In recent years, though, the therapists have been given more opportunity to express their views about treatment. A San Diego hospital has allowed therapists to take a leading role in developing care plans with very good results, Lind said. But even here, "the physician has the first and last word," he said.
Until 1983, respiratory therapy existed for decades as an unlicensed and unregulated field within medicine, Read said. That year, the state approved a process for licensing and monitoring such therapists over the objections of many people in medical fields who held that they were only seeking higher wages, he said.
But today, he said, it is generally accepted that these technicians should be tracked and regulated. The state regulatory board even has recently decided to upgrade educational requirements for respiratory therapists, Read said.
Saldivar attended Valley College, said his brother, Eddie Saldivar.
Reaction From Health Professionals
Medical professionals were outraged and bewildered by Saldivar's alleged mercy killings.
Basile, the Sacramento therapist, said he has been asking himself how so many could be killed without drawing notice. Although respiratory therapists can find themselves alone with patients, "you've got nurses and doctors walking in and out. You'd think they'd notice something was awry."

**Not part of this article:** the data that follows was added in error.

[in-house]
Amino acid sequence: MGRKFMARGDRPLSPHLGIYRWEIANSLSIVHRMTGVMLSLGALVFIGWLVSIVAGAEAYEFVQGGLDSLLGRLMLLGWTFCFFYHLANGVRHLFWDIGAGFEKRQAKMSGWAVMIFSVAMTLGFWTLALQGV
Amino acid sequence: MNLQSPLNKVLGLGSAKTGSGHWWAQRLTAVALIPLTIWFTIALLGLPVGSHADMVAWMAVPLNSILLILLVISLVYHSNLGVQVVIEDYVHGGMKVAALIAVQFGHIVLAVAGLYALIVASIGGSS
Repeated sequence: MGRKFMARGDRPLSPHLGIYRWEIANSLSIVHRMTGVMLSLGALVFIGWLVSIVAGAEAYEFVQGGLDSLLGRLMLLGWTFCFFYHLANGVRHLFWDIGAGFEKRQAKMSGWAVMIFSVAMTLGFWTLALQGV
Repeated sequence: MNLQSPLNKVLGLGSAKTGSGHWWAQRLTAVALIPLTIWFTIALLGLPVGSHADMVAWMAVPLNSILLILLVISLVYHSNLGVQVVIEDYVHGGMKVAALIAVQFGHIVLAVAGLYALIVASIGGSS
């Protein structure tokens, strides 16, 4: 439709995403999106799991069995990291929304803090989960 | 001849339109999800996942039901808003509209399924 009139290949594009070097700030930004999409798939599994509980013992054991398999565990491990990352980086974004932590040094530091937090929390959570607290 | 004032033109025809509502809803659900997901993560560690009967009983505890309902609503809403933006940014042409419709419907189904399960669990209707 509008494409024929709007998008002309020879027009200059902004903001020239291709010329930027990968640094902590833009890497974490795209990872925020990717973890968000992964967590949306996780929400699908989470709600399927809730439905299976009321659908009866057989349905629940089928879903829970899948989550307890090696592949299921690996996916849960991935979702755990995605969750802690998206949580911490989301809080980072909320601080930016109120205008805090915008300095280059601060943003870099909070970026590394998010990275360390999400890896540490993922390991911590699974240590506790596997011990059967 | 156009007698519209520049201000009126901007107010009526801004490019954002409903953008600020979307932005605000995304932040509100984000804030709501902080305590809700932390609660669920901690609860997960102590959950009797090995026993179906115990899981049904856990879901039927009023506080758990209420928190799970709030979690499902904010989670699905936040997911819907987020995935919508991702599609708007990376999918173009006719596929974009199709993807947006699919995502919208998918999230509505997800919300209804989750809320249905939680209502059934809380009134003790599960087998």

But Vinci, the Grass Valley therapist, said that despite the parade of nurses, physical therapists, radiologists and cleaning staff moving through intensive-care rooms, "everyone has got their own job to do . . . even if people are in the same room, each may just be doing their thing."
However, he said heart monitors, IVs and respirators have alarms, alarms that can't easily be circumvented. If people's deaths were being hastened, "it would attract attention," he said.
Most puzzling of all, said Lind of Olive View, is how Saldivar could have gotten the drugs he allegedly used. Respiratory therapists do not generally administer drugs except inhalants, and "there is no way this guy had access" to the paralyzing drugs he allegedly used, he said.
Either way, Lind said, he fears that the Saldivar allegations will harm a profession that has struggled for legitimacy. "We take pride in where we came from and what we are today," he said. "To have some nincompoop like this guy come out and do what he said he did, it's absolutely debilitating. I just shake my head. I'm horrified."